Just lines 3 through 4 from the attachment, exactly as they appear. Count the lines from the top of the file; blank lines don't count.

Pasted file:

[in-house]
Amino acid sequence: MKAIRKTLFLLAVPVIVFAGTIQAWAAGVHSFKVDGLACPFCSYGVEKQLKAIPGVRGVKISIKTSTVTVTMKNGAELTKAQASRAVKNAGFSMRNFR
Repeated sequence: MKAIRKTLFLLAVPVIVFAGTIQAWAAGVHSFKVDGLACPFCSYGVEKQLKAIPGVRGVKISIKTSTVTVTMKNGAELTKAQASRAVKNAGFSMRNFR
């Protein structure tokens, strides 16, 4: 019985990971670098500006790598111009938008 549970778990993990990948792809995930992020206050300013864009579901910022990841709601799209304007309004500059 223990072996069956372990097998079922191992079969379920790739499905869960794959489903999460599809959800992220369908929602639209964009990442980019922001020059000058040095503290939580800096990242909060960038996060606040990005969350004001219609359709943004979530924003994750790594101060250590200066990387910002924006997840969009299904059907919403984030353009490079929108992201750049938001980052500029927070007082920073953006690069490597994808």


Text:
Repeated sequence: MKAIRKTLFLLAVPVIVFAGTIQAWAAGVHSFKVDGLACPFCSYGVEKQLKAIPGVRGVKISIKTSTVTVTMKNGAELTKAQASRAVKNAGFSMRNFR
């Protein structure tokens, strides 16, 4: 019985990971670098500006790598111009938008 549970778990993990990948792809995930992020206050300013864009579901910022990841709601799209304007309004500059 223990072996069956372990097998079922191992079969379920790739499905869960794959489903999460599809959800992220369908929602639209964009990442980019922001020059000058040095503290939580800096990242909060960038996060606040990005969350004001219609359709943004979530924003994750790594101060250590200066990387910002924006997840969009299904059907919403984030353009490079929108992201750049938001980052500029927070007082920073953006690069490597994808």